About the controller, I want it to have something we see in the drone industry, a controller with the screen, all-in-one. There is always the option to connect the receiver to the TV, but I really want it to be standalone, independent of power wallets, just something that I can carry anywhere I go.
First step was to find a way to hold the screen to the remote, so I added zip ties to the back of the screen.
I also added a compartment to hold the receiver, battery and wires (collecting acrylic stuff is a good habit I guess)
The back side is still messy, but I will live with it for now.
I felt with courage to start the modifications to the bot, first I moved the battery to the lowest possible place, this makes the center of gravity lower.
With the electronics board all looks good..
I added a power switch and a Sharp Infra Red sensor, this sensor will act as a fail safe to avoid collisions.
I also wanted to create some kind of a shell, so went to 3D to design the plates and this is the result.
The plates will be cutted in laser or CNC, but meanwhile I will just print them and manually cut PVC sheets.
using graphite pencil to transfer the plate drawings to the PVC sheets.
All the plates are transfered and ready to be cutted.
The plates are cutted, now I will just sand a bit to give a final touch
All plates are looking good for now
Time to start with the supports for the plates, I will go to these small L shape things
All the supports are fitted, when we have loads of screws an electric screwdriver is handy, this one is the cheapest I could find
Now to fit the plates I will use this selftap screws, they come together with the servos motors, and I always harvest them because they are hard to find in hardware stores.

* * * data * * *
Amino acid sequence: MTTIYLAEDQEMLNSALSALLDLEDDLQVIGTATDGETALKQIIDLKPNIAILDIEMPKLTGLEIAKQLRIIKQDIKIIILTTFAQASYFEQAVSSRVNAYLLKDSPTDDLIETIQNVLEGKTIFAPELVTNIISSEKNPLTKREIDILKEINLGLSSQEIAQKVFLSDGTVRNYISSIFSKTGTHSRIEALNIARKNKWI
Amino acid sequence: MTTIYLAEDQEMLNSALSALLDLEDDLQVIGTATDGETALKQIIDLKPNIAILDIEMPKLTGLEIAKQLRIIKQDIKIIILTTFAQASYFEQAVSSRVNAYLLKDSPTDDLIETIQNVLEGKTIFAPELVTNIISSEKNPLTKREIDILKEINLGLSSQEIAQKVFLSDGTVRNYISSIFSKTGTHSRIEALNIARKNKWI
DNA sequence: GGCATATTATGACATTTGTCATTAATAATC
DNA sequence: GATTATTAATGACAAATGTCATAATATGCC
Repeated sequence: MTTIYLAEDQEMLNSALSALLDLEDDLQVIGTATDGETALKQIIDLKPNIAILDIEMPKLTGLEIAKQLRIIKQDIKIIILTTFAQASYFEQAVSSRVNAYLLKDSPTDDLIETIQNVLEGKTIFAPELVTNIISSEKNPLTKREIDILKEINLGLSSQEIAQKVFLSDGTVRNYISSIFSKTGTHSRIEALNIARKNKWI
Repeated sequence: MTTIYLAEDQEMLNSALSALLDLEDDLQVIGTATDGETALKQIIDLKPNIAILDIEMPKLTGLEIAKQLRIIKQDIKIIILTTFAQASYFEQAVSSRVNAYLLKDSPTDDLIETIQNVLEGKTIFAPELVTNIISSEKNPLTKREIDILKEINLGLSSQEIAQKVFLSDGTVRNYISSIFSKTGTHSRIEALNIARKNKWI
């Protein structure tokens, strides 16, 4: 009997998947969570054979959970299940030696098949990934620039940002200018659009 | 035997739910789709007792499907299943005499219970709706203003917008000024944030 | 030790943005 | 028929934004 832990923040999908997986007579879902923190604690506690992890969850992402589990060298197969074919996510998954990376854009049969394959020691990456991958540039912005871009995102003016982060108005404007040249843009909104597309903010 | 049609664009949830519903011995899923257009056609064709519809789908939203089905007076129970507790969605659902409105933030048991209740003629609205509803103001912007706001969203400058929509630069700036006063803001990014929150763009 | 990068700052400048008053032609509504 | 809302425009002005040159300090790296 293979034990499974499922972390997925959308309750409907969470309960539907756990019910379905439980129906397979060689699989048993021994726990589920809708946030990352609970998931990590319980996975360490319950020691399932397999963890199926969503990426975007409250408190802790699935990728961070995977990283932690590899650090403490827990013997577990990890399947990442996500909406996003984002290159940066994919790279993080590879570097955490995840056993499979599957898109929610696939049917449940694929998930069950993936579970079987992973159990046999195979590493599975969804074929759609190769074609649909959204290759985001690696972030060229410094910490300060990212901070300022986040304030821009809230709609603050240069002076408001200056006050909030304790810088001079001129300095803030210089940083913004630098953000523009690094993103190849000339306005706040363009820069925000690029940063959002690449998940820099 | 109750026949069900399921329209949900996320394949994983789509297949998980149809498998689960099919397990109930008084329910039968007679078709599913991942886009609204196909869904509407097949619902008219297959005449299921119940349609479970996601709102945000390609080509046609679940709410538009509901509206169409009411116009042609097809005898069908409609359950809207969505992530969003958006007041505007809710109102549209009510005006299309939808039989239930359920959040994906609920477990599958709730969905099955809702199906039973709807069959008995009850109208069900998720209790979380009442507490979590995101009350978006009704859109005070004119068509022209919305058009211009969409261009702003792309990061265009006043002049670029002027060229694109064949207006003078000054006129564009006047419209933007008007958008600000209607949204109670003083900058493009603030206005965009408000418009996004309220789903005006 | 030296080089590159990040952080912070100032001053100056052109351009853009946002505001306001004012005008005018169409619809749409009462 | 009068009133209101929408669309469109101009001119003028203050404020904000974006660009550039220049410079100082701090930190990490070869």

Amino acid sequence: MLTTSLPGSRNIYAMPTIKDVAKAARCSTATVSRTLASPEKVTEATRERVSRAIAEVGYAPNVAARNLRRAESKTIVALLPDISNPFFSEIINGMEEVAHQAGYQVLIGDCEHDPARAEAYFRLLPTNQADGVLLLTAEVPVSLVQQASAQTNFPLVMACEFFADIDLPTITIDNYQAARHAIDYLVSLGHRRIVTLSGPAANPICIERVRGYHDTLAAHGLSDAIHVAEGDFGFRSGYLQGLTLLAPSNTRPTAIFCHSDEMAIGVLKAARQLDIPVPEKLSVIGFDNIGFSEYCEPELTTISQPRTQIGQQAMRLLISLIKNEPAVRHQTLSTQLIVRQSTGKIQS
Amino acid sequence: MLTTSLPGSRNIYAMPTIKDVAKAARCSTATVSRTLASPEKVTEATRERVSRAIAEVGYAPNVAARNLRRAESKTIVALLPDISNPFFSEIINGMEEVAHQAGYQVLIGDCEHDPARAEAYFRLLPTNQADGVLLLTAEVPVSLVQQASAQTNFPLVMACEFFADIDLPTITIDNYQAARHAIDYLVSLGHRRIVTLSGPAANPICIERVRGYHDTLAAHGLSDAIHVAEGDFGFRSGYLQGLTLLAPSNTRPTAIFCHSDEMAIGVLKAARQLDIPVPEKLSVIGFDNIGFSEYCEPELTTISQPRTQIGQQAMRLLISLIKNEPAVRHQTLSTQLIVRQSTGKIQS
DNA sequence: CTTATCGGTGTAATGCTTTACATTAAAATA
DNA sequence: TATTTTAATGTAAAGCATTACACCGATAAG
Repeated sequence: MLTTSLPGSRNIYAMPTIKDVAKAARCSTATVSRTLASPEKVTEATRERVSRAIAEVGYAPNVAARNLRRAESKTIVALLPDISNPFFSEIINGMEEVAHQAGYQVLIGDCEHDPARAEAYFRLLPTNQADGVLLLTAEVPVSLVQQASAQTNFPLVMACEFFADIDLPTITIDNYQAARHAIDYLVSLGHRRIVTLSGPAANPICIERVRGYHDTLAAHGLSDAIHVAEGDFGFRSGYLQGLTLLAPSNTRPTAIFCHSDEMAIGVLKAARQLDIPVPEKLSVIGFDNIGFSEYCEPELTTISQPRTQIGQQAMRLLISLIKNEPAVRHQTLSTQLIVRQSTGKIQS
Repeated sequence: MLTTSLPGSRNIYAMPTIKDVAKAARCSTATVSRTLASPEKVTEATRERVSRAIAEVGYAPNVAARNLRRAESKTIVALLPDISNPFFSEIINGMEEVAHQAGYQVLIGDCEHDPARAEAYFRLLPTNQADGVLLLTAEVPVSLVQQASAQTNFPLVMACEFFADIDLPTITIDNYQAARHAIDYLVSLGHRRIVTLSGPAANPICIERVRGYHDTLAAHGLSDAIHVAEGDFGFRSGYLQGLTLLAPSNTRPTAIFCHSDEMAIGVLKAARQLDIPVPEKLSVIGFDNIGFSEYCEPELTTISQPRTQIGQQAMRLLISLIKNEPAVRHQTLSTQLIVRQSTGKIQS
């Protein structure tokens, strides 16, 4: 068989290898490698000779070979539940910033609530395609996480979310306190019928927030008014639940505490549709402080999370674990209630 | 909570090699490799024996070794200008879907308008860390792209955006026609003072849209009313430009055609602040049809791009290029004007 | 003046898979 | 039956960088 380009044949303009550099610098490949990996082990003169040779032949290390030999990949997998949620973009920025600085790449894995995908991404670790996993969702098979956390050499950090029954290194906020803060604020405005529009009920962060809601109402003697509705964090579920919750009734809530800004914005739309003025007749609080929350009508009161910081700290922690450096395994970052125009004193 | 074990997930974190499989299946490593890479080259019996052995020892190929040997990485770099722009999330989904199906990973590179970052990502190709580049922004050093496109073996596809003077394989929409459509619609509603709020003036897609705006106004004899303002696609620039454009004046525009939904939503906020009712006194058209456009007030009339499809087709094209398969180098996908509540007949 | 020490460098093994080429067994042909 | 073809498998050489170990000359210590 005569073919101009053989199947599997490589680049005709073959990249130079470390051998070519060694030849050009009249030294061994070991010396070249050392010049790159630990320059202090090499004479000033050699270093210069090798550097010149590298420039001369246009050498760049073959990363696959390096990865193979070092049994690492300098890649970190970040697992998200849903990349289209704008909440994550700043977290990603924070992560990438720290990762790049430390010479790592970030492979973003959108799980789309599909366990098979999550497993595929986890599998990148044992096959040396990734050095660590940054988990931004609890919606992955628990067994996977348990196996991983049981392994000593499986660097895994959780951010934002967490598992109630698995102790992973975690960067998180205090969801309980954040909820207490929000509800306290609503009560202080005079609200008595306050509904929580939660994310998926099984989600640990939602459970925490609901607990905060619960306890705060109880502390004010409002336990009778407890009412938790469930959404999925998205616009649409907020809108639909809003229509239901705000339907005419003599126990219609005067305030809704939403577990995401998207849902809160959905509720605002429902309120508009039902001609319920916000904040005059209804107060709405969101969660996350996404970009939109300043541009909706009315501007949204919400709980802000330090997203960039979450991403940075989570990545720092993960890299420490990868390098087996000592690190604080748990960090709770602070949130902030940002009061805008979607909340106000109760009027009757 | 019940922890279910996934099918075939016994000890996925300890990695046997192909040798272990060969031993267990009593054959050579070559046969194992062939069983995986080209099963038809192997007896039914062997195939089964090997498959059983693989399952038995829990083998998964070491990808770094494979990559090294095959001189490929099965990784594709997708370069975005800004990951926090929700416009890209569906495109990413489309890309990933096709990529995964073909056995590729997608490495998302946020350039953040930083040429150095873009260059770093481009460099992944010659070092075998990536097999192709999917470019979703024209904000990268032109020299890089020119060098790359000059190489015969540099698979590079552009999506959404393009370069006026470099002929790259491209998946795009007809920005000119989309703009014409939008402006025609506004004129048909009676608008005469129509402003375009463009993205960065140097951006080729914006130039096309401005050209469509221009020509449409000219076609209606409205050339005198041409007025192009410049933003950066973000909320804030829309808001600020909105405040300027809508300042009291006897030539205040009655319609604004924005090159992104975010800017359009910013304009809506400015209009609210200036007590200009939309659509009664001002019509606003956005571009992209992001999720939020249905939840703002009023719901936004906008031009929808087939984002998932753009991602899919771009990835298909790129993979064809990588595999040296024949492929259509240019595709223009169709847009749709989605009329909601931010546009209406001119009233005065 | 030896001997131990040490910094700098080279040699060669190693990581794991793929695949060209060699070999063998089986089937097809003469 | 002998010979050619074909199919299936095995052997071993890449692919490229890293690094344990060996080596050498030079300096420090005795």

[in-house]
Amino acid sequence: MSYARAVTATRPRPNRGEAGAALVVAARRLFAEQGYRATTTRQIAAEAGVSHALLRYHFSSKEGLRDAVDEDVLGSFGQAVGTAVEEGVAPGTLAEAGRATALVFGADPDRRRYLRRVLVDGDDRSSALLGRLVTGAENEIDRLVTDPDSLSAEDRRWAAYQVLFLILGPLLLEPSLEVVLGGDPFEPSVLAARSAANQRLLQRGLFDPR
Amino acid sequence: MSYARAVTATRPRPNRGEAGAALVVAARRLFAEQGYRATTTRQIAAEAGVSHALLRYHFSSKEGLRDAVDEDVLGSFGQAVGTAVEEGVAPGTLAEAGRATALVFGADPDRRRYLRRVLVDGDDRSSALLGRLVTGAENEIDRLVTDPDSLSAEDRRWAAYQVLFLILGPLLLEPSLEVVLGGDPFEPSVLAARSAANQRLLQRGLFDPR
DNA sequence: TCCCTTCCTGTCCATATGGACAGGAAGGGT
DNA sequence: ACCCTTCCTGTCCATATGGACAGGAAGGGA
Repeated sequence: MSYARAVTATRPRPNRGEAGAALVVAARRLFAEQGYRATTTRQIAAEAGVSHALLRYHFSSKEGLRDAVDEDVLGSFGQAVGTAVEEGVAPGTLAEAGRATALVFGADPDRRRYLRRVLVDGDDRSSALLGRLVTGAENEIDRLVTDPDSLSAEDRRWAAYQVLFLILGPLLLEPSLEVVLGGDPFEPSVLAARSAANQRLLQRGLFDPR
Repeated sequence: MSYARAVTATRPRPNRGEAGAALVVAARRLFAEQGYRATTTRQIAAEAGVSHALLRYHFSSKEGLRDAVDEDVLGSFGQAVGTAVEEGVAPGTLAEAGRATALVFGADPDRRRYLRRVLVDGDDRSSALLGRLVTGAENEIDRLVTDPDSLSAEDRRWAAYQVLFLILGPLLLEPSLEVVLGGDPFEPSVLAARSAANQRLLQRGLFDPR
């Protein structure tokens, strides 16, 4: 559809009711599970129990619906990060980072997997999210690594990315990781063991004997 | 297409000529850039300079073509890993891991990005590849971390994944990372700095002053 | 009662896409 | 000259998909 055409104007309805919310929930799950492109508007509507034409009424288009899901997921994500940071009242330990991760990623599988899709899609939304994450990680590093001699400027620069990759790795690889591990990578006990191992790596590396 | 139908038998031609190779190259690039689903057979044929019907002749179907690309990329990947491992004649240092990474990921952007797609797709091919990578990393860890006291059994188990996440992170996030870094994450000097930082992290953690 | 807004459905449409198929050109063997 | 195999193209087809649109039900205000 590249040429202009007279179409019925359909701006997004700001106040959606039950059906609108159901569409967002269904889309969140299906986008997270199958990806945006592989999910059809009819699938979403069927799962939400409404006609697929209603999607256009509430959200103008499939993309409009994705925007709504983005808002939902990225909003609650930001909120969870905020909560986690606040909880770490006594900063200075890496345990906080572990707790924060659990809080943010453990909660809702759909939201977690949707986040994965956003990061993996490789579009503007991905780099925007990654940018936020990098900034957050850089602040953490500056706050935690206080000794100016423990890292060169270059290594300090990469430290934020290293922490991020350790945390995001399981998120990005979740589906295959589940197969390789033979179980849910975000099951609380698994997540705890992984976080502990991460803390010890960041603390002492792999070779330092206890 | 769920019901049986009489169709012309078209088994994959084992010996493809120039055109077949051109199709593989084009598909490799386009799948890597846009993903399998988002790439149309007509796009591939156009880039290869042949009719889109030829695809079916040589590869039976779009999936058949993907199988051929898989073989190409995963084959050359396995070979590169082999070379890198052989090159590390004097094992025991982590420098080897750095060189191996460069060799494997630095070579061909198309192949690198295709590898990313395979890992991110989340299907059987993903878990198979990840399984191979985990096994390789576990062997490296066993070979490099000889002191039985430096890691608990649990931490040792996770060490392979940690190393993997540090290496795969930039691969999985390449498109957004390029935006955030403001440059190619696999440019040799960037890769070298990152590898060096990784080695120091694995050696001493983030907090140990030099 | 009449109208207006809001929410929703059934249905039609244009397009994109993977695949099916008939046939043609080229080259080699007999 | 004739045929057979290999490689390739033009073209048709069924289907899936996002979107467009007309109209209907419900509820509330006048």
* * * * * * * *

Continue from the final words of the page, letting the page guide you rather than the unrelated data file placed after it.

You can also see a hinge, this will actually make a door to swap batteries.
And this is how the plates are securelly fitted.
A look on the inside
This is how I managed to hold the power button in place, it is just PVC pieces fitted to the chassis, and then hold the power button with selftap screws.
There’s the hinge.
Testing everything, all look good.
I was doing another quick test when suddently smoke started to come out, it was the L293D that got smoked.. well, I couldn’t expect worse since I was pushing 12V to 4 motors and the L293D only handles 600 mAh per channel.
I will swap the board to the new Motoruino2 from Artica, wich is still a prototype but nothing better that this bot to test it.
Codebits as you might know is the most geekest event in Portugal and surroundings!
Its audience range goes from programmers and entrepeneurs to hackers and designers! This year 800 people came to participate in 3 days full of talks, challenges, games, demos and junk food!!
About our participation @ Codebits VI, at Artica we are extremely addicted to race games, Trackmania is only one of our favourites!! We still are addicted to race games but we usually don’t play them, instead, we prefer to create our own games.. :D we thought it would be way cool to drive a remote control car using a steering wheel and pedals, and if the car had a wireless cam, the gamer could look at the screen and really see what the car was seeing in real time, just like an arcade game!